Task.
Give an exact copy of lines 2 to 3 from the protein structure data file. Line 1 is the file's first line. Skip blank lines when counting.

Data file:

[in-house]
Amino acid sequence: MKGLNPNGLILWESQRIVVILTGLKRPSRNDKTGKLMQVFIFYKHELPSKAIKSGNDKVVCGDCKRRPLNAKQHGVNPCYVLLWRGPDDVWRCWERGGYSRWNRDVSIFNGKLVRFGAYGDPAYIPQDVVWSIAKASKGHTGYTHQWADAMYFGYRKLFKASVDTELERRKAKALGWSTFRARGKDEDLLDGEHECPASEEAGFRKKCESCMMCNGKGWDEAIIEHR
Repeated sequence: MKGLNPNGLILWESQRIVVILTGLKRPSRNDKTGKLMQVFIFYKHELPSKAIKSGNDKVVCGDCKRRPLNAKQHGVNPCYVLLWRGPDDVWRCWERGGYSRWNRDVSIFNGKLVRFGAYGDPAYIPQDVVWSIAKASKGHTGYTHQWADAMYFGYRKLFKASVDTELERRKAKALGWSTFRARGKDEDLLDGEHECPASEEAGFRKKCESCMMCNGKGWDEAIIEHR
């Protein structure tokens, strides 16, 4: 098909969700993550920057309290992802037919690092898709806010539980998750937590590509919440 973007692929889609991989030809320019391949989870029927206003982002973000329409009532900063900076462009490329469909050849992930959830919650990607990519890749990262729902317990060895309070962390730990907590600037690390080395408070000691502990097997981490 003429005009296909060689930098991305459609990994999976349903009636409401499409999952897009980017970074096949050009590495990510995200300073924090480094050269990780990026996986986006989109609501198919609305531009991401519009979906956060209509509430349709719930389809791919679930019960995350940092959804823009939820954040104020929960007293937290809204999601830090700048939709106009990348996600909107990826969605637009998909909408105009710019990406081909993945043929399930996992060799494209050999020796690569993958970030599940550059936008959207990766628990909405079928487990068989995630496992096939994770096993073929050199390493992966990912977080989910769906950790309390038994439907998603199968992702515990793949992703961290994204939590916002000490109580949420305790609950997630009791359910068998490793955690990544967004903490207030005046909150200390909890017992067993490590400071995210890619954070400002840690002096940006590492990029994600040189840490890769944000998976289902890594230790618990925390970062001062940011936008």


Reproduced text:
Amino acid sequence: MKGLNPNGLILWESQRIVVILTGLKRPSRNDKTGKLMQVFIFYKHELPSKAIKSGNDKVVCGDCKRRPLNAKQHGVNPCYVLLWRGPDDVWRCWERGGYSRWNRDVSIFNGKLVRFGAYGDPAYIPQDVVWSIAKASKGHTGYTHQWADAMYFGYRKLFKASVDTELERRKAKALGWSTFRARGKDEDLLDGEHECPASEEAGFRKKCESCMMCNGKGWDEAIIEHR
Repeated sequence: MKGLNPNGLILWESQRIVVILTGLKRPSRNDKTGKLMQVFIFYKHELPSKAIKSGNDKVVCGDCKRRPLNAKQHGVNPCYVLLWRGPDDVWRCWERGGYSRWNRDVSIFNGKLVRFGAYGDPAYIPQDVVWSIAKASKGHTGYTHQWADAMYFGYRKLFKASVDTELERRKAKALGWSTFRARGKDEDLLDGEHECPASEEAGFRKKCESCMMCNGKGWDEAIIEHR